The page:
Ending the Session Without Setting Limitations
I ended my sessions much differently 15 years ago. Now, I end the session without setting any kind of limitation and let me tell you, it makes a world of difference for my clients!
One of the biggest differences between the way that I end my therapy appointments today and the way that I did 15 years ago, when I first got introduced to this approach, is the way that I end the sessions. So I just got done teaching an online workshop, having a coaching call for one of my online courses. And one of the questions was about how do you end the session so that the client maintains their autonomy and
their like, sense of being able to do something different. And it’s the biggest difference in the way that I end things in session now, versus the way I did 15 years ago, because 15 years ago, I was very likely to give a series of compliments and I was very likely to give like, a suggestion that would help the client do something different as a result of the way that we talk.
Now, I’m much more likely to just end the session and allow the client to go on a journey of discovery between appointments. And I’m not likely to give compliments and I’m not likely to give a task because we limit people when we give tasks. And one of the greatest examples of how tasks limit people comes from a really cool documentary.
If you haven’t seen it, you can find it on YouTube. Just do a search for something called the last lecture. It’s about a guy named Randy Pausch, who was a professor at Carnegie Mellon. And he’s basically the guy who, if he didn’t invent it, he created unbelievable advances in the field of virtual reality. And when he was a professor,
he decided he was going to create a project for his incoming freshmen that’s 18 year olds and have them work with his virtual reality software. Now, this is in the early nineties, late eighties, which really early in that world, he decided to create a course that allowed his freshmen to start playing with his virtual reality software. Now, because no one had done this course before Randy Pausch didn’t know where to like, set the bar.
So he didn’t know what suggestions, and anytime you make a suggestion, you set a bar. He didn’t know where to set the bar. He didn’t know where to make suggestions for these freshmen. So he basically said, I’m going to teach you how to use the software. And then at the end of the semester, you’re going to show me what you built at the end of the semester.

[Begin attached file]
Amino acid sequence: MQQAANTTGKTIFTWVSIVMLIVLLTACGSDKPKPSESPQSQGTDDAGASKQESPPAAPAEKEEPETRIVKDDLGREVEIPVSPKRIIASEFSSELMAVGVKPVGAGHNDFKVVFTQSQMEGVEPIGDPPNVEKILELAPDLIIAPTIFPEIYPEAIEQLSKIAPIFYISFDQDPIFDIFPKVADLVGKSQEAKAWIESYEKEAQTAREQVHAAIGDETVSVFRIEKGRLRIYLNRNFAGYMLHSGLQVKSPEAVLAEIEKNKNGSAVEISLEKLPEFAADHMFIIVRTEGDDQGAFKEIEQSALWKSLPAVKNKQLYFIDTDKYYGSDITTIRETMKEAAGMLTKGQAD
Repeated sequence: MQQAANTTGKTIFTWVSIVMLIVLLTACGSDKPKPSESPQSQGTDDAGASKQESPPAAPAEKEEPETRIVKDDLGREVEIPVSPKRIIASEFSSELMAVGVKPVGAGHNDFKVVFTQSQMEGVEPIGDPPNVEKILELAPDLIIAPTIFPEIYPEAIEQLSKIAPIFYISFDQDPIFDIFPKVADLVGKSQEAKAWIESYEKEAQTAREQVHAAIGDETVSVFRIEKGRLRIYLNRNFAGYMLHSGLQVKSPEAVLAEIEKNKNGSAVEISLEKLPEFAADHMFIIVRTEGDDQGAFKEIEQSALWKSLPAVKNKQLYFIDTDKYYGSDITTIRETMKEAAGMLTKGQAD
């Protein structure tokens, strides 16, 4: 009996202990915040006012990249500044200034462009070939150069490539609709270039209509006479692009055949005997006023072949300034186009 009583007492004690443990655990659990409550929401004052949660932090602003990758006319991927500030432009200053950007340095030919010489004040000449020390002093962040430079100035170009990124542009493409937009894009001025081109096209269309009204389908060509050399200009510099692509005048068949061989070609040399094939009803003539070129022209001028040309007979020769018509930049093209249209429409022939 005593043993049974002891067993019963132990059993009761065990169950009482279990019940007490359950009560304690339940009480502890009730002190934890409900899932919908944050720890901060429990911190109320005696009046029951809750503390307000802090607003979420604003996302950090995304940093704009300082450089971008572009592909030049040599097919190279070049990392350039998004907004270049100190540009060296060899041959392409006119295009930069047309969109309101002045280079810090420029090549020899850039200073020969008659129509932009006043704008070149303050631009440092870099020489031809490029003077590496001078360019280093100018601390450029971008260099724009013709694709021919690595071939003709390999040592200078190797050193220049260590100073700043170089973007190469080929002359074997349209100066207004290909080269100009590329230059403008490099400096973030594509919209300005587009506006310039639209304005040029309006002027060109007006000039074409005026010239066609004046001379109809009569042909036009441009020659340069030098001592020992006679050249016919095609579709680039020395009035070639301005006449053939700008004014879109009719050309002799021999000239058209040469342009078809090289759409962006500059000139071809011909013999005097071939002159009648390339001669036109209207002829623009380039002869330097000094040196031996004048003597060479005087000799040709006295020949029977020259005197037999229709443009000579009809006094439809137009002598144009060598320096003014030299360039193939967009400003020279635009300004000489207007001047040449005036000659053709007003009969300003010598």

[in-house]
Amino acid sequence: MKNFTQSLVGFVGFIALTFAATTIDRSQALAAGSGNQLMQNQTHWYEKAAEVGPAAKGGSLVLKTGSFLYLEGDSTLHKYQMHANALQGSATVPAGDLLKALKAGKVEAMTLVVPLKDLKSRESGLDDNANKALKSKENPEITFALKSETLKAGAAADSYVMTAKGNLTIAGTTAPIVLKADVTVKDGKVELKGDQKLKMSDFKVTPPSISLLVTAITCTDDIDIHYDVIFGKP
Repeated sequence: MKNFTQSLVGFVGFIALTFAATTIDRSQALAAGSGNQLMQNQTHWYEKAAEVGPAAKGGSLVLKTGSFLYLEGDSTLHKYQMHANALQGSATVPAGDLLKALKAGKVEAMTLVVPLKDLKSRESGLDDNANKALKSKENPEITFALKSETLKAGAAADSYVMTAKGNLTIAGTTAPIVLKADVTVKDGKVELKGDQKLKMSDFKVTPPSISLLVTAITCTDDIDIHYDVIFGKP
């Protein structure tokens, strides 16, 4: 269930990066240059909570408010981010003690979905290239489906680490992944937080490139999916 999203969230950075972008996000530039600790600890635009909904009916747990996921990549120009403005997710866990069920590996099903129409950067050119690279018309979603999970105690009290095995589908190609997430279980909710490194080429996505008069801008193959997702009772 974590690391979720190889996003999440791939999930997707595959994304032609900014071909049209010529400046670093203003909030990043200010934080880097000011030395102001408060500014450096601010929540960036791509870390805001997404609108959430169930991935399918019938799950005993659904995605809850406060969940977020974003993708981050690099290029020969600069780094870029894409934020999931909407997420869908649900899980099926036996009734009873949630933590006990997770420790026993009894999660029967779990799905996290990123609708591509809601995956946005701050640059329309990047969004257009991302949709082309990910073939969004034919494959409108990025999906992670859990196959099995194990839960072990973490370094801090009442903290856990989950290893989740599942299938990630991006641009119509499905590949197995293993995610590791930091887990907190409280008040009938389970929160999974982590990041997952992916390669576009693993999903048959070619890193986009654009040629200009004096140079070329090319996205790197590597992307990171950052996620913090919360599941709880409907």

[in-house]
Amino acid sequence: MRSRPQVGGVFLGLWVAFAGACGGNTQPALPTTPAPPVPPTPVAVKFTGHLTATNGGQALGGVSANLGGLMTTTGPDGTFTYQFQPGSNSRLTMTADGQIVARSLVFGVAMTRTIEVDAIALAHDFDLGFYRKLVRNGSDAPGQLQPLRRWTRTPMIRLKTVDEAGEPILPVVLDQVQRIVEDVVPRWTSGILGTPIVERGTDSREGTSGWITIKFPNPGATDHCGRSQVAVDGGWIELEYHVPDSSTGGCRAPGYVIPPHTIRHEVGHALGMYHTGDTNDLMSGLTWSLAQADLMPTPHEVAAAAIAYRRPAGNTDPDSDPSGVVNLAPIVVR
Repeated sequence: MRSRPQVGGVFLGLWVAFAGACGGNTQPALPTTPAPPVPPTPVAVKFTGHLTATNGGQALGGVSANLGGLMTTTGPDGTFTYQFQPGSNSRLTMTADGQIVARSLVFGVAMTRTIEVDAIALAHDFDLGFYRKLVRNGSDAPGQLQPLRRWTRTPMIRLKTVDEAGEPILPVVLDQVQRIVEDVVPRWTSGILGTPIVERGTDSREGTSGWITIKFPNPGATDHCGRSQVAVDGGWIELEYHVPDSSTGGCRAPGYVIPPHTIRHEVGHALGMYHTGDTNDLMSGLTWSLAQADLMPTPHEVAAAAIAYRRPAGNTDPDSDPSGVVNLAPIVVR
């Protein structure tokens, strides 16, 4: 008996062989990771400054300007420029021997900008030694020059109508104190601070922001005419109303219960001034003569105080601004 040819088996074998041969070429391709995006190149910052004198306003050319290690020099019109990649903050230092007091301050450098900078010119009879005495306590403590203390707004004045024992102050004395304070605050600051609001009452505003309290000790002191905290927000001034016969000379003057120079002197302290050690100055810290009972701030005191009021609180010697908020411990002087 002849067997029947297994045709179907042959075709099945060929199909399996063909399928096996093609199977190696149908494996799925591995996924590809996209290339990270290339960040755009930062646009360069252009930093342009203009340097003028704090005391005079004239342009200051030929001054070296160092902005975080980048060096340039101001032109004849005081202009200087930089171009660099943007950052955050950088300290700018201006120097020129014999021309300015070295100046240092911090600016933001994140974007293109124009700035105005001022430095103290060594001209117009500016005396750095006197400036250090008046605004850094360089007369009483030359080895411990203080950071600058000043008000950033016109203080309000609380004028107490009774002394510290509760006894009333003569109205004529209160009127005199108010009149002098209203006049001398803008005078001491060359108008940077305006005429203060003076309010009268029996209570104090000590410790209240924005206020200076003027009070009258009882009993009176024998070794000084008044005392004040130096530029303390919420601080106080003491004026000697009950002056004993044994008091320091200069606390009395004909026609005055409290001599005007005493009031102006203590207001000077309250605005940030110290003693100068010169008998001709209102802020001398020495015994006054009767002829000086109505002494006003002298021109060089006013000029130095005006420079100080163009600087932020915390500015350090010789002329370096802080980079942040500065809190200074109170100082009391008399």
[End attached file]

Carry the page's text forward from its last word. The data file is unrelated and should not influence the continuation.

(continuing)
These freshmen had blown away his expectations. One of the groups had made like, an Aladdin rug, like from the movie Aladdin. And you could ride around on this rug and take a tour of the Aladdin world. And the, I mean, these are 18 year old freshmen and making these elaborate amazing things. So when Randy Pausch was going to do this a second time,
he went to his boss and he said, these freshmen blew me away. They blew me away so much I have no idea how to measure them. And his boss told him, then to measure them at all, to make any suggestions to them would be disrespectful and it would create a limitation. And that’s exactly how I’ve used Solution Focused
Brief Therapy because I’m still blown away by what clients do between sessions one and two. It is amazing what people, they come back to Therapy and they tell me the things that they did. And they’re so far beyond what I would have anticipated or what I would have thought they were capable of doing for me to have make a suggestion, which remember any suggestion
sets a limitation. So for me to give that person a suggestion would be for me to set a limitation and I don’t want to do that. So the way that I end sessions today is by simply saying “I’m about out of time. Do you think you’d like another appointment?” or “Do you think another appointment would be helpful to you?” And then the session is over.
And that is why it is so important to just let your clients leave the session, feeling autonomous and going on a journey of discovery. And they discover oftentimes that they’re much more brilliant, capable, and resilient than they’ve given themselves credit for. Hey, thank you so much for watching that video. I really appreciate you guys listening to me share my thoughts and ideas about Solution Focused Brief Therapy and as I try to make you very best Solution Focused Brief Therapist that you could possibly be.
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And I hope to see you in the next video. Thanks.